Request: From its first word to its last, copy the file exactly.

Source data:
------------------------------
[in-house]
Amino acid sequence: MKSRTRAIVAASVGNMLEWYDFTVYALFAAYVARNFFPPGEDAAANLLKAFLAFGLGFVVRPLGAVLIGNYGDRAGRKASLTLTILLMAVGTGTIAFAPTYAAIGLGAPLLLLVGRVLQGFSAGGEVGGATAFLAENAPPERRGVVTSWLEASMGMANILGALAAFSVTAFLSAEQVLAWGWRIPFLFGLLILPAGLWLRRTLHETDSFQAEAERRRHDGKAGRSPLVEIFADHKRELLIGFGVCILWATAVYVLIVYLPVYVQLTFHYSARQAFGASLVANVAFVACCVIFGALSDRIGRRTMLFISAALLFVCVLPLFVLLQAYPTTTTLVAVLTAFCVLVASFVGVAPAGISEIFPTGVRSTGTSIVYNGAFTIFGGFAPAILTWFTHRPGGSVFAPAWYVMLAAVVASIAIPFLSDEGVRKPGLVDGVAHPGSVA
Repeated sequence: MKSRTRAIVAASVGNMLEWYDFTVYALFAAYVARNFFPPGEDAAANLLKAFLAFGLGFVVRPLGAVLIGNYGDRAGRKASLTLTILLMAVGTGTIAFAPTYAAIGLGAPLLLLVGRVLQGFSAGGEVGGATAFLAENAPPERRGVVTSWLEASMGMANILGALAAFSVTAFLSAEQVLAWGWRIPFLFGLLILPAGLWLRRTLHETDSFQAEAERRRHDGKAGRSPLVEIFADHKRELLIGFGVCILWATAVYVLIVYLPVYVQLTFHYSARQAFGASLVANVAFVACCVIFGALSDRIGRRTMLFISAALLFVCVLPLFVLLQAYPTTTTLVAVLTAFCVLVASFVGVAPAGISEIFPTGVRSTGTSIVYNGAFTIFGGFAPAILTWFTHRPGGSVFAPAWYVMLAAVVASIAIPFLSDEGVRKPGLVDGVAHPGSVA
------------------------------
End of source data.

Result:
[in-house]
Amino acid sequence: MKSRTRAIVAASVGNMLEWYDFTVYALFAAYVARNFFPPGEDAAANLLKAFLAFGLGFVVRPLGAVLIGNYGDRAGRKASLTLTILLMAVGTGTIAFAPTYAAIGLGAPLLLLVGRVLQGFSAGGEVGGATAFLAENAPPERRGVVTSWLEASMGMANILGALAAFSVTAFLSAEQVLAWGWRIPFLFGLLILPAGLWLRRTLHETDSFQAEAERRRHDGKAGRSPLVEIFADHKRELLIGFGVCILWATAVYVLIVYLPVYVQLTFHYSARQAFGASLVANVAFVACCVIFGALSDRIGRRTMLFISAALLFVCVLPLFVLLQAYPTTTTLVAVLTAFCVLVASFVGVAPAGISEIFPTGVRSTGTSIVYNGAFTIFGGFAPAILTWFTHRPGGSVFAPAWYVMLAAVVASIAIPFLSDEGVRKPGLVDGVAHPGSVA
Repeated sequence: MKSRTRAIVAASVGNMLEWYDFTVYALFAAYVARNFFPPGEDAAANLLKAFLAFGLGFVVRPLGAVLIGNYGDRAGRKASLTLTILLMAVGTGTIAFAPTYAAIGLGAPLLLLVGRVLQGFSAGGEVGGATAFLAENAPPERRGVVTSWLEASMGMANILGALAAFSVTAFLSAEQVLAWGWRIPFLFGLLILPAGLWLRRTLHETDSFQAEAERRRHDGKAGRSPLVEIFADHKRELLIGFGVCILWATAVYVLIVYLPVYVQLTFHYSARQAFGASLVANVAFVACCVIFGALSDRIGRRTMLFISAALLFVCVLPLFVLLQAYPTTTTLVAVLTAFCVLVASFVGVAPAGISEIFPTGVRSTGTSIVYNGAFTIFGGFAPAILTWFTHRPGGSVFAPAWYVMLAAVVASIAIPFLSDEGVRKPGLVDGVAHPGSVA